Earlier this year, NPQ featured an article that reviewed a report by the nonprofit Transform Finance on grassroots community engaged investment—impact investing that builds community power while raising capital for BIPOC-owned businesses. Vann, quoted above, is a member of a team participating in a Fund Building Cohort that has been organized by the Boston Impact Initiative (BII). BII, one of the funds profiled in that report, aims to use the cohort to help make funds like itself far more common throughout the country.

Since 2017, BII has helped finance 30 local businesses in greater Boston, the majority of which are BIPOC-owned. As founder Deborah Frieze has put it, the aim of BII has been to “take an integrated capital or a blended finance strategy and deploy every tool in the capital toolbox to help close the racial wealth divide in my community.”

Now BII is actively seeking to spread the model well beyond Boston. Teams in the cohort stem from a dozen places.

Launched in the spring of 2020, the cohort was originally envisioned as taking place through a series of in-person meetings. Instead, due to COVID-19, the meetings took place virtually. But the cohort has carried on, and cohort members will “graduate” this month, with many graduates launching their own funds this fall.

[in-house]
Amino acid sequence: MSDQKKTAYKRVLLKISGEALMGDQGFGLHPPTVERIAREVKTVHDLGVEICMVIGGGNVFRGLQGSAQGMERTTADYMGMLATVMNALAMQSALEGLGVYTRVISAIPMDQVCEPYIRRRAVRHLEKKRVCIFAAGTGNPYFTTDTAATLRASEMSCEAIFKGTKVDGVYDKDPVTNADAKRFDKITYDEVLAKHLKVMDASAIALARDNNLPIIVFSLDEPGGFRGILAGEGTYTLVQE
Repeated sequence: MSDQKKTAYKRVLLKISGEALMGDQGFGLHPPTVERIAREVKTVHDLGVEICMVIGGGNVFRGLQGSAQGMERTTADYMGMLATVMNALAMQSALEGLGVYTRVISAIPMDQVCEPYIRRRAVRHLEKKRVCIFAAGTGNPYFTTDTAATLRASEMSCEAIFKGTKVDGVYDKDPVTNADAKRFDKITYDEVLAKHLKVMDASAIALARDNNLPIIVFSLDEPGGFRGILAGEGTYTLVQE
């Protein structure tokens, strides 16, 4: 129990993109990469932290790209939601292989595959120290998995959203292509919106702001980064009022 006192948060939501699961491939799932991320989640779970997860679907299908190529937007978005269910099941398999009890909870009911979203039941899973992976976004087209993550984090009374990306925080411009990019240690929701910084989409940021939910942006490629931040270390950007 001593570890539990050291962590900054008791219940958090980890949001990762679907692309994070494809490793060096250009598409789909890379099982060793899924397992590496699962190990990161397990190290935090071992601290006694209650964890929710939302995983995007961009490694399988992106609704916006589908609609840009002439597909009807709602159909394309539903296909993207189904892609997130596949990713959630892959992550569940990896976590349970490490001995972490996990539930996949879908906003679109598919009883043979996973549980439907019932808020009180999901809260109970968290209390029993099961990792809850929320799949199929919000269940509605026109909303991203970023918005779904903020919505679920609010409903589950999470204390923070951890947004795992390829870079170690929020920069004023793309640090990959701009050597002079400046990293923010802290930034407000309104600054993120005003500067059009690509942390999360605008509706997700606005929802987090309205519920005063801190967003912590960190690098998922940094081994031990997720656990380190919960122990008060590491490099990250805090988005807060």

Each fund is unique. There are many reasons for variation: In some communities, capital is plentiful and BIPOC business capacity is in short supply; in other places, the reverse is the case. The nature of the funds also depends on the composition of the teams themselves and their specific capabilities. To provide a sense of the range of the efforts, three community-based efforts are profiled below.

Read the full article about the impact investing model by Steve Dubb at Nonprofit Quarterly.